Less than a third of organisations believe they are successful at measuring the return on investment of their content marketing efforts according to the Content Marketing Institute. In fact it seems that 28% aren’t measuring the success of their content marketing activity at all!
Anyone involved in marketing will have noticed the increased pressure these days to track the effectiveness of every pound spent – perhaps even more so since we enter (or should that be ‘re-enter’) uncertain economic times largely thanks to Brexit. It is for this reason that we have dedicated a chapter in our ‘Ultimate Content Marketing Guide’ to this topic. Based on that chapter, "How to Measure the ROI of Content Marketing", we look at some of the challenges of measuring content marketing success and go through some of the important cost considerations.
A tricky measure
Once you have established your campaign objectives it is important to define metrics in order to track performance. This can be a challenge for marketers, in part because it is a relatively new concept: content marketing can involve multiple layers and, as yet, there is no text-book single process to report on such activity. It is because this form of content can differ so much that the process for measuring success can vary so wildly. It is at least good news that no matter the format (whether it is a blog, a white paper a webinar or simply an email), and no matter the promoted, providing it's digital it will be measurable in some way or another. It just might not be consistent or comparable across each content type.
The BIG question
There’s then the definition of what a success metric actually looks like. Could it be a sale, a download, a read, an email open, a Facebook ‘like’? The list could go on for some time. This is a hugely important question, but hopefully not the most challenging one as it is simply a question of going all the way back to what you’re actually hoping to achieve.
It’s natural to start thinking beyond the success metric too. For example, what about when the preferred end-action isn’t taken by the reader… surely there’s still significant value in the brand exposure to that individual? Then there’s the other extreme where the prospect does take the preferred action (say making a purchase), but continues to make frequent additional purchases and goes on to have an amazing customer lifecycle value. How are these things to be measured with regards to ROI? While it is technically possible to measure these things, for the purposes of individual campaign ROI we suggest each measurement should look at the particular part the sales funnel you are aiming for and focus metrics accordingly.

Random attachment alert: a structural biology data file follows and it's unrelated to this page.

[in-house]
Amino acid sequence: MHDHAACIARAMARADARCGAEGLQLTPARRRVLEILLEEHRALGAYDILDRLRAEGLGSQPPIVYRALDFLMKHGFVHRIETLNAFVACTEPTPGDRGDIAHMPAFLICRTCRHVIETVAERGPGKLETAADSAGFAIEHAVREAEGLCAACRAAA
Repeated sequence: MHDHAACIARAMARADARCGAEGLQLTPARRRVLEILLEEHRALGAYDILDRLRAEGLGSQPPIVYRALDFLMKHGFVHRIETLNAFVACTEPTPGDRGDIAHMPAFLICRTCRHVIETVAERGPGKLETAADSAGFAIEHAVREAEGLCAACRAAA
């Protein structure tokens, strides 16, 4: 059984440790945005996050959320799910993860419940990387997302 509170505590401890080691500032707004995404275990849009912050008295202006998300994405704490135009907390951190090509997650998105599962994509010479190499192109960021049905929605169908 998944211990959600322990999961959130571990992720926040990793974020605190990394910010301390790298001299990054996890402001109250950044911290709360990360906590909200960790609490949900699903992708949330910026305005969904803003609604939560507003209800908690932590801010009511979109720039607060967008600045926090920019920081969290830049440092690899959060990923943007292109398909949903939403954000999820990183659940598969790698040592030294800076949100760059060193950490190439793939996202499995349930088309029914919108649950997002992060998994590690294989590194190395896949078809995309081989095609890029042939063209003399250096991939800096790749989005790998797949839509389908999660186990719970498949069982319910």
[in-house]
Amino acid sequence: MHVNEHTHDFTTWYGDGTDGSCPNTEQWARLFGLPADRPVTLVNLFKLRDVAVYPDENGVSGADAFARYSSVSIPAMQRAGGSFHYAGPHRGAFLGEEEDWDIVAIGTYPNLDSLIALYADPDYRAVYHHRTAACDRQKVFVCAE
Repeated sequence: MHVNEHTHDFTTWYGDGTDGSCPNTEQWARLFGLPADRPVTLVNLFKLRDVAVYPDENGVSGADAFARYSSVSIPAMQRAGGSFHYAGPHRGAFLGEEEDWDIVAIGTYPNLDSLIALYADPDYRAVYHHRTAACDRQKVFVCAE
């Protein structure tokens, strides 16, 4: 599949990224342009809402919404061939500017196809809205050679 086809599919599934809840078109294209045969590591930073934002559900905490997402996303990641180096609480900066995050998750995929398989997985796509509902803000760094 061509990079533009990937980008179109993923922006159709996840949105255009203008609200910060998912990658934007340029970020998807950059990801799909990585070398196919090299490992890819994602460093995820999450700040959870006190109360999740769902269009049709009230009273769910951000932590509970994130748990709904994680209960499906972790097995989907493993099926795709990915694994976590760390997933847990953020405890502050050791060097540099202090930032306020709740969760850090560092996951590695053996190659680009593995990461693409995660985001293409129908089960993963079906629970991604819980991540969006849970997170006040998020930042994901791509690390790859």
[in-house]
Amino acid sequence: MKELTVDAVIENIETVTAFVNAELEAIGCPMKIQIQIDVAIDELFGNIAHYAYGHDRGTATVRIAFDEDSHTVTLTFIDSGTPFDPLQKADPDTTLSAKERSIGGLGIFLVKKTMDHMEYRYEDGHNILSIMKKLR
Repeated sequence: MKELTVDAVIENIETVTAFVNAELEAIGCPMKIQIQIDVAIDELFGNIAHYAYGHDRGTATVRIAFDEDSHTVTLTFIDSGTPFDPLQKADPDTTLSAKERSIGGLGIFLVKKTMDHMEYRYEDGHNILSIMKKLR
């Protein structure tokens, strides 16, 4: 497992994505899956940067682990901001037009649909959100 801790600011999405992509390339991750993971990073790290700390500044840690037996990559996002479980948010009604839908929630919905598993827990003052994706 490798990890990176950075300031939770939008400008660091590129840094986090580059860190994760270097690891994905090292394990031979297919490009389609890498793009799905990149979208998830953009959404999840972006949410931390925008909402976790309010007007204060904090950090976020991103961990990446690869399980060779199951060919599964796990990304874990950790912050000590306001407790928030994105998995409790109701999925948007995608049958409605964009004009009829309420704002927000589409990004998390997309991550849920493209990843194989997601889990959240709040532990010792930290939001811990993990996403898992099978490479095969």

Let’s be practical
Now that we’ve stated the obvious and agreed that ROI is important, raising a few questions that may get you thinking, how about the practical steps to actually measure content marketing ROI? We’ve established that every piece of digital content marketing is measurable – it’s just a question of which metrics are the most appropriate to use. It could be that this simply involves viewing high level data in Google Analytics, but this single data point may not be sufficient for your needs, in which case a more detailed automated report direct from your CRM or marketing automation tool may paint a better picture. You’ll find a lot more on this in our guide, where we take a deeper dive into analytics as well as reviewing a more holistic approach.
The real costs of Content Marketing
The key to measuring an accurate ROI is to calculate the costs involved in actually producing the content and taking it to market. It is only when you have these figures to compare that you will have a clear view of your ROI. Below are five areas where costs are accrued:
These are the strategic costs associated with identifying business goals and generating personas. They tend to be one-off costs and might vary from an internal strategy session to appointing a global consulting firm to run residential workshops. One thing is for sure, investment here is key.
These are the costs associated with generating a flow of ideas such as mapping buyer journeys and identifying the kinds of assets that will be required. Again, these are largely one-off costs.
Strategy will still play a part here – for instance it may be where you consider options such as content curation.
These are the costs associated with creating the content and the editorial plan. These are recurrent costs that will be incurred on every new content campaign. While the other steps will also involve this to some extent, it is very much where you will want to apply time resource to monetary value.
These are the costs associated with generating traffic, leads and sales through the promotion and nurturing of the content. Again, these will be recurring costs although they’re likely to vary between each project.
These are the costs associated with the evaluation and optimisation of the content. There will be an element of time resource here, but you may also need to factor in the cost of any tools being used for reporting and analysis.
Looking for more?
Use our chapter “How to Measure the ROI of Content Marketing” to fully understand how to calculate your costs against your success to know your ROI.
Or get yourself a copy of "The Ultimate Guide to Content Marketing" which contains the chapter on ROI as well as practical insight and tips on all the key points of content marketing success, such as:
The 5 elements of a killer content marketing strategic plan
Understanding and leveraging curated content
How to keep blogging relevant, driving both brand awareness and leads
The growth of video content marketing
- Content lessons from the masters